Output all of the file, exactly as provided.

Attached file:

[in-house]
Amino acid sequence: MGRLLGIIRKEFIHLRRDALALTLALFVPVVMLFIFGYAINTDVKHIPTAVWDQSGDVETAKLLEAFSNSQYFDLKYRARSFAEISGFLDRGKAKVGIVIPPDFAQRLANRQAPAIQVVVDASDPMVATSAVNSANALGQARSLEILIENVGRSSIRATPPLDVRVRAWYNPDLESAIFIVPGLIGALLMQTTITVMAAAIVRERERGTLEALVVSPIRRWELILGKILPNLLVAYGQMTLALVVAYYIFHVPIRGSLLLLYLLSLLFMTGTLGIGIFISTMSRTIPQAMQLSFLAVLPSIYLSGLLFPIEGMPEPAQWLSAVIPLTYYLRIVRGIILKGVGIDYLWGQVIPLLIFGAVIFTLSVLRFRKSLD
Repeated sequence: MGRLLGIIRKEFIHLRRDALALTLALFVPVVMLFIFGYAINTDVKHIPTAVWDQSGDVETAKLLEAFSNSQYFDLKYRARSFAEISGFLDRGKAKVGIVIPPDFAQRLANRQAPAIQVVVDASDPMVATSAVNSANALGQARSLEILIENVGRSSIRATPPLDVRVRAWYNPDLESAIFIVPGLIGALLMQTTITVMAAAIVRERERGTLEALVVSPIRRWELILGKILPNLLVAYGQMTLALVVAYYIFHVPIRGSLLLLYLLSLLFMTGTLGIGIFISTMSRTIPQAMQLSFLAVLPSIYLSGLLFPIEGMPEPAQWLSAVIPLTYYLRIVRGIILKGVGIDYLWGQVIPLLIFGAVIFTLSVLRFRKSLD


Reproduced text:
[in-house]
Amino acid sequence: MGRLLGIIRKEFIHLRRDALALTLALFVPVVMLFIFGYAINTDVKHIPTAVWDQSGDVETAKLLEAFSNSQYFDLKYRARSFAEISGFLDRGKAKVGIVIPPDFAQRLANRQAPAIQVVVDASDPMVATSAVNSANALGQARSLEILIENVGRSSIRATPPLDVRVRAWYNPDLESAIFIVPGLIGALLMQTTITVMAAAIVRERERGTLEALVVSPIRRWELILGKILPNLLVAYGQMTLALVVAYYIFHVPIRGSLLLLYLLSLLFMTGTLGIGIFISTMSRTIPQAMQLSFLAVLPSIYLSGLLFPIEGMPEPAQWLSAVIPLTYYLRIVRGIILKGVGIDYLWGQVIPLLIFGAVIFTLSVLRFRKSLD
Repeated sequence: MGRLLGIIRKEFIHLRRDALALTLALFVPVVMLFIFGYAINTDVKHIPTAVWDQSGDVETAKLLEAFSNSQYFDLKYRARSFAEISGFLDRGKAKVGIVIPPDFAQRLANRQAPAIQVVVDASDPMVATSAVNSANALGQARSLEILIENVGRSSIRATPPLDVRVRAWYNPDLESAIFIVPGLIGALLMQTTITVMAAAIVRERERGTLEALVVSPIRRWELILGKILPNLLVAYGQMTLALVVAYYIFHVPIRGSLLLLYLLSLLFMTGTLGIGIFISTMSRTIPQAMQLSFLAVLPSIYLSGLLFPIEGMPEPAQWLSAVIPLTYYLRIVRGIILKGVGIDYLWGQVIPLLIFGAVIFTLSVLRFRKSLD